Have you ever taken a class on a field trip and had difficulty getting them to a) focus and b) learn? Why not consider having them document the experience by constructing an Augmented Reality (AR) display? For example, if your U.S. Government class is going to take a field trip to a courthouse, an AR display could provide useful annotations of the location and of the court’s procedures — information that they may even be able to make available to the world as a public service.
This post provides a quick overview of some of the things to consider when planning an AR project.
First, consider your data generation tools. It is likely that you and your students all have smartphones capable of recording the data, but make sure at least one person has one, and the permission to use it. It is a good idea to contact the court (or other venue) ahead of time, because there may be restrictions on what you can do for security reasons.
Second, investigate court procedures with the class. WorldView Software’s “U.S. Government” has an entire chapter on the judiciary which your students can mine for information about the purpose of the judicial system in the United States, who’s who in the courtroom, and the process of a trial. Figure out what data you will want to generate, such as locations (with GPS mapping), directions for observers or participants, and images of locations and objects.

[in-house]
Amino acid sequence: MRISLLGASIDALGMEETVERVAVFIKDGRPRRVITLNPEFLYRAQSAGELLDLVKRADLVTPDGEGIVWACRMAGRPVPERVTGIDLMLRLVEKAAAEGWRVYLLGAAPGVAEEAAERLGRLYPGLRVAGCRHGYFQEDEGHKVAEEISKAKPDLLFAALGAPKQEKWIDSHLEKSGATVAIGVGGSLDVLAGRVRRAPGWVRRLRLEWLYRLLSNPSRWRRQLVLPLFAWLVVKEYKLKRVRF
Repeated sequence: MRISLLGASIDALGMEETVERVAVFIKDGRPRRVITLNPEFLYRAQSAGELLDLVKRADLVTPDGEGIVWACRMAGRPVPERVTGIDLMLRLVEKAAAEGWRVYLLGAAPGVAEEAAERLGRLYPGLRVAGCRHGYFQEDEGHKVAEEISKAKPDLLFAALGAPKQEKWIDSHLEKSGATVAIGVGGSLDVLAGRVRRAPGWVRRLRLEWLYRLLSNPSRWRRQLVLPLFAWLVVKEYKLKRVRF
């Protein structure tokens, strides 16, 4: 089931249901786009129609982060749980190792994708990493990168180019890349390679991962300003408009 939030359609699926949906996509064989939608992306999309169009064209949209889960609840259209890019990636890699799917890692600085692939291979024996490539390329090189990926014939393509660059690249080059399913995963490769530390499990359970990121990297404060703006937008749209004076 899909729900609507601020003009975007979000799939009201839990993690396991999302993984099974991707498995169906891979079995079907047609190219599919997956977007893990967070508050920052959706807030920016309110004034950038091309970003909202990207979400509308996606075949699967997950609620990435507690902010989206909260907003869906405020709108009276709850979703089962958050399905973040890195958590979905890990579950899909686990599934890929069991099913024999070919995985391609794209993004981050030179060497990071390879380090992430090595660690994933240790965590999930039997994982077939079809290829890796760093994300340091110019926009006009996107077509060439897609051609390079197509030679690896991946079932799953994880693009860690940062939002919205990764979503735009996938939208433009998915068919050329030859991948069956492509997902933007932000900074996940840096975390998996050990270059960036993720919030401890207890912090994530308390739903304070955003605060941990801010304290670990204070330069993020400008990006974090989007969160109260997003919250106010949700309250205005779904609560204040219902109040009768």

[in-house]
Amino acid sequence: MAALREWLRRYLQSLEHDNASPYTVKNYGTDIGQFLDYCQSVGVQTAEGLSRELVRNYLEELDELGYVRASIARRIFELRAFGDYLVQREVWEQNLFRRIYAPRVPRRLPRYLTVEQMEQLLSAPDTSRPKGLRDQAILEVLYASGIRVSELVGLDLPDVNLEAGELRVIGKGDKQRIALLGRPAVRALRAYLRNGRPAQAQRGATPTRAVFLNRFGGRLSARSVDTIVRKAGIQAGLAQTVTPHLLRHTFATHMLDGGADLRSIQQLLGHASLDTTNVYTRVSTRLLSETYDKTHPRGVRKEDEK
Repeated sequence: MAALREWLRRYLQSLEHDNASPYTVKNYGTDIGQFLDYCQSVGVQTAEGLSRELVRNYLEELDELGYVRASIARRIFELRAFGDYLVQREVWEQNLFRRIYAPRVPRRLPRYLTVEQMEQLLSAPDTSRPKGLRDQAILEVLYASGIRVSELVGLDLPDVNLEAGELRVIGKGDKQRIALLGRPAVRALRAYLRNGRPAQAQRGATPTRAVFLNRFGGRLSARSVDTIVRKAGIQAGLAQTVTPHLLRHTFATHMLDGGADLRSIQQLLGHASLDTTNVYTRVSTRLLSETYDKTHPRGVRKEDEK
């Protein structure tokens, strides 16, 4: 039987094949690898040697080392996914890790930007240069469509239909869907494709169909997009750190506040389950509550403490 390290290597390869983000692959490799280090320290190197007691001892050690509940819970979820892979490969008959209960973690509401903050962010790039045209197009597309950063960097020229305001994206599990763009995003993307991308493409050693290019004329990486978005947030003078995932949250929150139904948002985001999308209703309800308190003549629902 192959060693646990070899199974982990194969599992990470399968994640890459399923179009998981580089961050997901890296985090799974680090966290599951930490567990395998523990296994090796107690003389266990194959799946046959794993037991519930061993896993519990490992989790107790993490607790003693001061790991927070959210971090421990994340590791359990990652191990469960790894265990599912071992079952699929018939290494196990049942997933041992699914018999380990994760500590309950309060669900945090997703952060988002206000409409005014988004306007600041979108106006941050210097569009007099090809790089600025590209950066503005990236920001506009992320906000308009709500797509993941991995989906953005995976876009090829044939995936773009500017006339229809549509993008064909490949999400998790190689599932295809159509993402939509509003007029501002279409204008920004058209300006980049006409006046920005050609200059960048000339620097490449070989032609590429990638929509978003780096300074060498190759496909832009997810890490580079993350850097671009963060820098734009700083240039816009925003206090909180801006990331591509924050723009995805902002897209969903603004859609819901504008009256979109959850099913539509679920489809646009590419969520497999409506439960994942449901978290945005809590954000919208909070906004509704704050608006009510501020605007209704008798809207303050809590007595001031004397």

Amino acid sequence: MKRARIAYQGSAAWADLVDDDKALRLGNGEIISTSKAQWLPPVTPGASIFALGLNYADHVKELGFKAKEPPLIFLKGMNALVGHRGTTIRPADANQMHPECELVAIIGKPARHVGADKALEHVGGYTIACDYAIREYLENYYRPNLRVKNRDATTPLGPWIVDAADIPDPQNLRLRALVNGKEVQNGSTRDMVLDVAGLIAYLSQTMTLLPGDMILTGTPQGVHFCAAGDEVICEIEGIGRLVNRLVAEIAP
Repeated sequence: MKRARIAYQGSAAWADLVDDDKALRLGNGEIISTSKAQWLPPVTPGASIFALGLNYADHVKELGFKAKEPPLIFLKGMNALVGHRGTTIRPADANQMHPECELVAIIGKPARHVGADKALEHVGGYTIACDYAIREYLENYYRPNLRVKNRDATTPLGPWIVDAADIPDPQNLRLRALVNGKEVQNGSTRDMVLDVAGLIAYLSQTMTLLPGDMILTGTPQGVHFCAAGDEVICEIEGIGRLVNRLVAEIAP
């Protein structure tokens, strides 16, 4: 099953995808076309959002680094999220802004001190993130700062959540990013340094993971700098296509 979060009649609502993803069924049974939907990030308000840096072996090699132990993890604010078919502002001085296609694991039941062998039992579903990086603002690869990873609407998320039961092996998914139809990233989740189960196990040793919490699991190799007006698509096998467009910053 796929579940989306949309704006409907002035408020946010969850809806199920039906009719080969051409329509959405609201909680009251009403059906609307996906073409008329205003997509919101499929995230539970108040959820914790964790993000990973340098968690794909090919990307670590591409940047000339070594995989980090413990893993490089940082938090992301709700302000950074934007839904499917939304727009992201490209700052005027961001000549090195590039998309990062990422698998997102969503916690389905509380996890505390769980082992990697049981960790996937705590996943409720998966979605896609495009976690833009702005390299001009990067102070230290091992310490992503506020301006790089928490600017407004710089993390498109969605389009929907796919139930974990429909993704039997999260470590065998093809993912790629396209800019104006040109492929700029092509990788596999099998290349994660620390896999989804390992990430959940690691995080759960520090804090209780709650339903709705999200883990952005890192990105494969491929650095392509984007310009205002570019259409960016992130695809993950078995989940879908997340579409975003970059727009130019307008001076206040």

To put all your content together and into an accessible form, you will need the right developer tools. There are many different ways to create AR content, but if you’re not familiar with computer programming, you might want to start with something like buildAR.com, which doesn’t require any programming knowledge at all. Enter your information and images into the program, and voila! you have augmented reality (it will be visible using an app like Layar). Furthermore, by making the project publicly available, you and your students can assist in the democratization both of public space and of computer-mediated reality.